By Donald J. Brown, ND
Although antibiotics continue to be used for the treatment of acute bronchitis and tonsillopharyngitis, there is a growing consensus among medical professionals worldwide that symptomatic treatment without antibiotics may be the preferred course of therapy in both conditions. With the exception of acute tonsillopharyngitis due to group A beta-hemolytic streptococcus (GABHS), recent clinical guidelines recommend that patients with GABHS-negative tonsillopharyngitis be told about the self-limiting nature of the illness and treated with supportive care only.1,2 Although predominantly caused by viral infections, some reports have placed the use of antibiotics for treatment of acute bronchitis as high as 70%.3 Overuse of antibiotics may lead to gastrointestinal disorders, allergic reactions, and the development of resistant organisms.
Although many traditional herbal remedies have been proposed for acute bronchitis and tonsillopharyngitis, few clinical trials have been performed to support their efficacy. One exception is the development of an extract of pelargonium (Pelargonium sidoides DC, Geraniaceae) roots, referred to as EPsâ 7630 (Umckaloaboâ). In recent years, the ethanolic root extract (1:9-11) has become a popular herbal medicine in Germany, approved for the treatment of acute bronchitis and acute tonsillopharyngitis, as well as acute sinusitis. New clinical trials (pending publication) also support its efficacy for the treatment of the common cold.
Botany and Traditional Use
A member of the Geraniaceae family, Pelargonium sidoides is native to the coastal regions of South Africa.4 Along with the closely related P. reniforme Curt, the root has been used for centuries in South Africa to treat coughs, upper respiratory tract irritations, tuberculosis, and gastrointestinal complaints.5 The Zulu used the terms "umKhulkane" (denoting respiratory infection) and "uHlabo" (roughly meaning chest pain) to describe what symptoms the root was used to treat. The herbal remedy was introduced to Europeans in the late 19th century by the Englishman Charles Stevens. On a trip to South Africa to seek a cure for tuberculosis, he consulted a tribal healer who gave him a strong decoction of the root of P. sidoides. Fully recovered, he returned to England with this new remedy and popularized it throughout Europe as "Stevens’ Consumption Cure."
The primary constituents of the root of P. sidoides include coumarins, tannins of the proanthocyanidin type, and simple phenolic compounds.6 Although the mechanism of action of the root extract is somewhat unclear, in vitro studies suggest that it may be related to antimicrobial7 and immunomodulatory8,9 properties that have been demonstrated for the tannins (e.g., catechin, gallocatechin, and gallic acid) and coumarins (e.g., umckalin). The immunomodulatory actions are mediated by the release of tumor necrosis factor alpha and nitric oxide as well as the stimulation of interferon release and an increase in natural killer cells.10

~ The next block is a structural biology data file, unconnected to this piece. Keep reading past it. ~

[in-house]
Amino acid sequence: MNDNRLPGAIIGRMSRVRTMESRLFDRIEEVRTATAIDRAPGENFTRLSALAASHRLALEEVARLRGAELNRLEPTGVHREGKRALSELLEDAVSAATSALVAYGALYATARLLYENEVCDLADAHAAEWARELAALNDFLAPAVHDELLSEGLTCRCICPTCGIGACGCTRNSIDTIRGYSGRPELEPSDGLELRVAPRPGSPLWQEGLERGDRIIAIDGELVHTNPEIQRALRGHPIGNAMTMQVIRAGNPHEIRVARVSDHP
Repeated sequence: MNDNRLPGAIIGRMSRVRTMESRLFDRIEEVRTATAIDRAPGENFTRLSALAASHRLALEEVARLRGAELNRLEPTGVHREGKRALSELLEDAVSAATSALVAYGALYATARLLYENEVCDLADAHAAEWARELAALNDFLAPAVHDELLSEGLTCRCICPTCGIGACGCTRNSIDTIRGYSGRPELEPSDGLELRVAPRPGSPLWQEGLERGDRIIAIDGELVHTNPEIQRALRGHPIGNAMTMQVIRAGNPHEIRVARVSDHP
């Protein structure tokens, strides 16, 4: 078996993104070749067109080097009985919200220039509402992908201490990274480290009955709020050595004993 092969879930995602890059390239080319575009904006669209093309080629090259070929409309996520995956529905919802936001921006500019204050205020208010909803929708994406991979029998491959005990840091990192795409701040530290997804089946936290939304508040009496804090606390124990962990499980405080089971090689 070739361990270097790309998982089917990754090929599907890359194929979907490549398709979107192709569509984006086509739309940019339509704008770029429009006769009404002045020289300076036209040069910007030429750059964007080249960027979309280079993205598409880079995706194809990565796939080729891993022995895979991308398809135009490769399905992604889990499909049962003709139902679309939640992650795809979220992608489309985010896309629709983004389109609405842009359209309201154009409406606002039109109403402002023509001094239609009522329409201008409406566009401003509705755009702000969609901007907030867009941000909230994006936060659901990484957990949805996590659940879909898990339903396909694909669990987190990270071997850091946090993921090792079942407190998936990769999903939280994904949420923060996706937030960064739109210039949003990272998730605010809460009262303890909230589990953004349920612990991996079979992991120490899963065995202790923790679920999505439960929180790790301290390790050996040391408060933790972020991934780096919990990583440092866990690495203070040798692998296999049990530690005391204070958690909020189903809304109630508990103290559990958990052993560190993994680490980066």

The subject of nine randomized trials conducted on a total of 1,477 patients (680 of them children ages 6-12 years) to date, EPs 7630 has been shown to safely and effectively shorten the severity and duration of acute bronchitis, tonsillopharyngitis, and sinusitis.6 Perhaps most notable has been the rapid recovery noted for children with GABHS-negative tonsillopharyngitis. On a practical note, the product used in these trials is palatable and easy to deliver to young children. Reports on two published trials follow.
Acute Non-GABHS Tonsillopharyngitis
In a randomized, double-blind, placebo-controlled trial, 143 children ages 6-10, with non-GABHS tonsillopharyngitis, received P. sidoides root extract (EPs 7630) or placebo at a dose of 20 drops (1 mL) three times per day for six days.11 Children were diagnosed less than 48 hours prior to starting the trial with a negative rapid test for GABHS and a Tonsillopharyngitis Severity Score (TSS) ³ 8 points. In the case of fever (³ 38.5° C), acetaminophen suppositories (500 mg) were allowed from day 0 to day 4. The main outcome measure was change in TSS from baseline (day 0) to day 4. TSS measures two subjective features of acute tonsillopharyngitis: sore throat and functional impairment (difficulty swallowing). It also objectively measures symptoms of inflammation: pharyngeal erythema and fever. Each symptom was assessed by an investigator using a 4-point rating scale (0 = absent; 1 = mild; 2 = moderate; 3 = severe). Secondary outcome criteria included: 1) response criteria based on the TSS; 2) change of individual symptoms and further complaints including headache; 3) treatment outcomes according to the Integrative Medicine Outcome Scale (IMOS; complete recovery, major improvement, slight to moderate improvement, no change, deterioration); and 4) patient activity level. Following enrollment (day 0), controlled examinations occurred on days 2, 4, and 6. At each visit the investigator recorded clinical status, reviewed the patient’s diary, documented acetaminophen consumption, and recorded information about adverse events.